Eye Consultants of Colorado

Glaucoma Testing & Management in Conifer

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Glaucoma Testing & Management in Conifer

Glaucoma is often called the “silent thief of sight” because of how it develops and progresses. It is typically initially asymptomatic and can cause significant vision loss by the time it is detected. The only way to properly detect and treat developing glaucoma is with regular eye exams.

There are several causes of glaucoma, though the most prevalent is when your eye produces more fluid than is drained. This fluid raises your eye pressure, which can damage your optic nerve over time. Glaucoma can also be caused by other conditions and eye diseases, such as diabetic eye disease or prolonged use of steroid therapy.

Types of Glaucoma

Glaucoma has many forms, though open-angle glaucoma is the most common variant of it. Below are some, but not all, types of glaucoma:

Open-angle glaucoma reduces your peripheral vision, usually without other symptoms. This is the most common type of glaucoma.

Acute angle-closure glaucoma, also called “narrow-angle glaucoma” or “closed-angle glaucoma,” produces sudden symptoms (eye pain, headaches, vision loss, nausea, vomiting). These symptoms are a medical emergency. Please see us immediately if you are experiencing them.

Normal-tension glaucoma, also known as “low-tension” or “low-pressure” glaucoma, is a type of glaucoma that occurs despite normal eye pressure. Its cause is not currently known.

Pigmentary glaucoma is a rare form of glaucoma. It occurs when the drainage angle in your eye becomes clogged by pigment detached from the iris. Your body generally induces an inflammatory response, blocking the drainage system.

80% of congenital glaucoma cases are diagnosed by age 1. Present since birth, congenital glaucoma is the result of some defect within the eye drainage system.

Testing for Glaucoma

A comprehensive eye exam checks for glaucoma using a few different tests:

  • Visual acuity test: Measures how well you see at various distances.
  • Visual field test: Measures your peripheral vision.
  • Dilated exam: Eye drops dilate your pupils, and, once open, your retina and optic nerve are checked for signs of damage.
  • Tonometry: Tests your internal eye pressure. Numbing drops are used before this test, as the tonometer makes contact with your eye.
  • Optical coherence tomography (OCT): Measures the optic nerve and checks for signs of damage.

Treating Glaucoma

The most common treatment for glaucoma uses medicated eye drops to lower your eye pressure. They do this by reducing the amount of fluid your eyes create and increasing the amount of fluid drained.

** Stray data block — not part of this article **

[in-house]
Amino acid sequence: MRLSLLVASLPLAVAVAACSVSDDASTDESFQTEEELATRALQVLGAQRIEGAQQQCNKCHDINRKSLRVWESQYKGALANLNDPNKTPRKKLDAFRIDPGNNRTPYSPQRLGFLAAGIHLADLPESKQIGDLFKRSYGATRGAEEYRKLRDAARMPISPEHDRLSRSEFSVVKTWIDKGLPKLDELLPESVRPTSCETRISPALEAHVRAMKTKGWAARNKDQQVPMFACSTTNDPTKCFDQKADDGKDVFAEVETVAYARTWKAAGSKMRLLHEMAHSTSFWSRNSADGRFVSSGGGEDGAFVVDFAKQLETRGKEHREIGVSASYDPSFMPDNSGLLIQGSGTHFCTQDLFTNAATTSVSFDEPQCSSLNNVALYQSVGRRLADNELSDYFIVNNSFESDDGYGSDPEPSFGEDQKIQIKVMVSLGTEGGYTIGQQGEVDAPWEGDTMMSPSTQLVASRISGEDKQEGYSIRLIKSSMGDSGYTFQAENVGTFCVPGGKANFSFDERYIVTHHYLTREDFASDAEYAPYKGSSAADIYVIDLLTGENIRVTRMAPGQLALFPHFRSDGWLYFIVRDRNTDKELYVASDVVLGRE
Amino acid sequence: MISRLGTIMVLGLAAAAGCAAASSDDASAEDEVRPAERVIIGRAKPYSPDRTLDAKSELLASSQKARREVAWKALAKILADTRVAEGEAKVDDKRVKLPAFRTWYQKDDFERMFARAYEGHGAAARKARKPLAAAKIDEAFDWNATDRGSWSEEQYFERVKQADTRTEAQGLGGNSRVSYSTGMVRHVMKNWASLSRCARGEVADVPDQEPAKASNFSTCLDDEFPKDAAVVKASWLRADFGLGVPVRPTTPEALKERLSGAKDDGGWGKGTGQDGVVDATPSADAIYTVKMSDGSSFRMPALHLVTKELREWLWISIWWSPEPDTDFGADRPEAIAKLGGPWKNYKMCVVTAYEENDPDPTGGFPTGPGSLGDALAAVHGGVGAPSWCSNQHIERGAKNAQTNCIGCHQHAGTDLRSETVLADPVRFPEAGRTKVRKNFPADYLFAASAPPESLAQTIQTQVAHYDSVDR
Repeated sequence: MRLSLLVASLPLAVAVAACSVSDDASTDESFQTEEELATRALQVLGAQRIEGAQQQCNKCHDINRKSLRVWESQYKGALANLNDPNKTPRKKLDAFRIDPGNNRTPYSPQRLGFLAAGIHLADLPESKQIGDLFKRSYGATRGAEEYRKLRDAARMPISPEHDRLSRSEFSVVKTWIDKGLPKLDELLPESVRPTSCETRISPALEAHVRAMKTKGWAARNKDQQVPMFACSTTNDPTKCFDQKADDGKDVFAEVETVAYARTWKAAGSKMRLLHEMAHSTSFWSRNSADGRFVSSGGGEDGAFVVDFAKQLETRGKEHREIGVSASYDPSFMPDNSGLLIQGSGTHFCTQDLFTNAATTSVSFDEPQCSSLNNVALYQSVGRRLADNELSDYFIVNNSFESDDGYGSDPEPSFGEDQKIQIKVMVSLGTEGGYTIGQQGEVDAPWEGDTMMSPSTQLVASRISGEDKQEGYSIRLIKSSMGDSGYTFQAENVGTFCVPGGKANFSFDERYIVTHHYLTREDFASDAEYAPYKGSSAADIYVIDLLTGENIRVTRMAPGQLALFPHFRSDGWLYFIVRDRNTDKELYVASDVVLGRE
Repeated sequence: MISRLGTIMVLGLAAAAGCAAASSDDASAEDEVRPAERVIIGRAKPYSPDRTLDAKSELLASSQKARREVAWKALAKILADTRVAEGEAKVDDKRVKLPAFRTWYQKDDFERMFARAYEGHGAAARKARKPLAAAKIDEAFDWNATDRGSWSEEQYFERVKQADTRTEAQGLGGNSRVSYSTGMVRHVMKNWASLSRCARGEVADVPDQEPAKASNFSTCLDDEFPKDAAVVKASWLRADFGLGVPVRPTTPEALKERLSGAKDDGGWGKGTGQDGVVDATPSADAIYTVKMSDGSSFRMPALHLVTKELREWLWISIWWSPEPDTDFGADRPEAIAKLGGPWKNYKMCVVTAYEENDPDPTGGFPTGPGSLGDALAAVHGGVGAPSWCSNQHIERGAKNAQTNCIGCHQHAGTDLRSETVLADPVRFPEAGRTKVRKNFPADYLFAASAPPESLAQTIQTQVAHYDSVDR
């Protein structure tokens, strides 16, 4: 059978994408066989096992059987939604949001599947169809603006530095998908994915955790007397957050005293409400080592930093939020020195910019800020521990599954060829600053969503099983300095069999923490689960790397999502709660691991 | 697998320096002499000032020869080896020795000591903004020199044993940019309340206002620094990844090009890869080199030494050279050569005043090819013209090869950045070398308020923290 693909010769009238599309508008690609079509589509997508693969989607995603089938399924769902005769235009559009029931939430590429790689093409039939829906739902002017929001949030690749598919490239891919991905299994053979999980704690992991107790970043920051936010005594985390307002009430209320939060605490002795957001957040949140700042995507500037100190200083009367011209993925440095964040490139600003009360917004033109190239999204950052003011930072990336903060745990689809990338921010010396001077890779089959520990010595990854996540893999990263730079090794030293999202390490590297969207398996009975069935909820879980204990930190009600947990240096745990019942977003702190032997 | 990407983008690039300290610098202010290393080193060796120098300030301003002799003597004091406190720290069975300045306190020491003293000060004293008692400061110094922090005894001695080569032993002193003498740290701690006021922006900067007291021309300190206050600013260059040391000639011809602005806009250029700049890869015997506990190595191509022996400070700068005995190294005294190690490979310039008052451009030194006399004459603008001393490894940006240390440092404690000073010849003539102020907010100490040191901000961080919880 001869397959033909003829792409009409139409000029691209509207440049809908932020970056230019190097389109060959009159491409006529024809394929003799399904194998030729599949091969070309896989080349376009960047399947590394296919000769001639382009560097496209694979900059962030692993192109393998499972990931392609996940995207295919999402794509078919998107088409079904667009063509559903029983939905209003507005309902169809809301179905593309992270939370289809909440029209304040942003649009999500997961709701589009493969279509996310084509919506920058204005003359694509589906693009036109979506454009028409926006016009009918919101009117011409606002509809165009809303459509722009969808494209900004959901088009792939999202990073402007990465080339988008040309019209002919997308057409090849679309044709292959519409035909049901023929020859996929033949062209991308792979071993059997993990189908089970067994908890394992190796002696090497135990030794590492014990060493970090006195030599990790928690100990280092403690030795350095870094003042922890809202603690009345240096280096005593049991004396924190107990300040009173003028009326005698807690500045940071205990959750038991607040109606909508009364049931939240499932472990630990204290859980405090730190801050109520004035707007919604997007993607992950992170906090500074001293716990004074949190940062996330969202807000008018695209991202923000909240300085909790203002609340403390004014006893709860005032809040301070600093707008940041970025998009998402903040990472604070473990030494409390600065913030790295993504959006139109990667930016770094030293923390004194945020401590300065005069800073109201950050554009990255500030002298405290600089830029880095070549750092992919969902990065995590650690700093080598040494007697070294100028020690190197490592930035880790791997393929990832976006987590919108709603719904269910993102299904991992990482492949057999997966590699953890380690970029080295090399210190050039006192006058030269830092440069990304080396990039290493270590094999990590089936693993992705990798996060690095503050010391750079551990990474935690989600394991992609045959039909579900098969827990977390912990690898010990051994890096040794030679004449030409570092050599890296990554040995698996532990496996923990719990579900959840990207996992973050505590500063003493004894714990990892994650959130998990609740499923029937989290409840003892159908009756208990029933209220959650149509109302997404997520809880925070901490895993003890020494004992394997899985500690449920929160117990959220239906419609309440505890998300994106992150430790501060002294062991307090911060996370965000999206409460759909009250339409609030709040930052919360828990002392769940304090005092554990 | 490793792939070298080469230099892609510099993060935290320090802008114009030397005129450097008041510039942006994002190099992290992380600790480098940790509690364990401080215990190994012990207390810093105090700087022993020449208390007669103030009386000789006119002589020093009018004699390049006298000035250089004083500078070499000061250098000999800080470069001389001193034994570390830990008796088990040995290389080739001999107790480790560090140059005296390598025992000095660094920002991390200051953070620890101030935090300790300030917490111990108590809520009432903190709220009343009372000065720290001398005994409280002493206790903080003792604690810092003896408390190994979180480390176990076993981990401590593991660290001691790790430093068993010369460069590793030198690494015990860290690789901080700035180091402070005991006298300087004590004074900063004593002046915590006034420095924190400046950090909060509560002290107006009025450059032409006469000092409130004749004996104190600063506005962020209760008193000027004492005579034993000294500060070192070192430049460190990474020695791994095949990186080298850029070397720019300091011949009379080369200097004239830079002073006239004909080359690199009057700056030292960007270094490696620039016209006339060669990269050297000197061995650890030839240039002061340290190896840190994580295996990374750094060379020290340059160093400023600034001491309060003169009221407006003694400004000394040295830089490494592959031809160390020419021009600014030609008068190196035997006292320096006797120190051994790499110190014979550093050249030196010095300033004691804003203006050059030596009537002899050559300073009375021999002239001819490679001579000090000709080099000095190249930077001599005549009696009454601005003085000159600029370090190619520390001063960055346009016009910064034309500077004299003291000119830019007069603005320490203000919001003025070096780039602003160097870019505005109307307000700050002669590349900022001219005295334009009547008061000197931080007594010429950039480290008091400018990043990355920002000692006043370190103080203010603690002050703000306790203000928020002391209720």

Surgical treatments include:

  • Laser trabeculoplasty: Used to treat open-angle glaucoma. It has two variants: argon laser trabeculoplasty (ALT) and selective laser trabeculoplasty (SLT). Both types of surgery lower eye pressure by helping the drainage system work better.
  • Laser iridotomy: Used to treat chronic angle-closure glaucoma and acute angle-closure glaucoma. A small hole (roughly the size of a pinhead) is created in the iris using a laser. This lets aqueous fluid drain through the drainage angle.
  • Peripheral iridectomy: Used to treat closed-angle glaucoma when traditional medications or laser iridotomy did not work. This procedure removes a small piece of the iris, enabling the aqueous fluid to drain via the drainage canal. This surgery is rarely performed because of the high degree of success of traditional and laser treatments.
  • Trabeculectomy: Used to treat open-angle glaucoma and chronic closed-angle glaucoma. A small flap is created in the sclera, and a filtration reservoir (called a bleb) is made under the conjunctiva. Your eyelid usually covers this bleb. The bleb allows your aqueous humor to drain, where it is absorbed into blood vessels around the eye.
  • Aqueous shunt surgery: Used to treat congenital glaucoma, neovascular glaucoma, and traumatic glaucoma. A drainage device, called an aqueous shunt, is placed in the conjunctiva via a small incision. This enables fluid to drain from the eye, where it is then absorbed by surrounding blood vessels. It cannot be seen in most circumstances.

Catch the Silent Thief & Protect Your Vision

If you run the risk of developing glaucoma, ensure your eyes are getting the protection it deserves, and book your appointment today!

Our Location

Visit our award-winning location today! You can find our practice right on Main Street, next to Safeway. We offer ample free parking with accessibility options for our patients.

Our Address

Suite 220, 27122 Main Street
Conifer, CO 80433

Contact

Phone: (720) 410-5325

Hours

Mondays
8 AM5 PM
Tuesdays
12 PM7 PM
Wednesdays
8 AM7 PM
Thursdays
8 AM3 PM
Fridays
8 AM3 PM
Saturdays
Closed
Sundays
Closed

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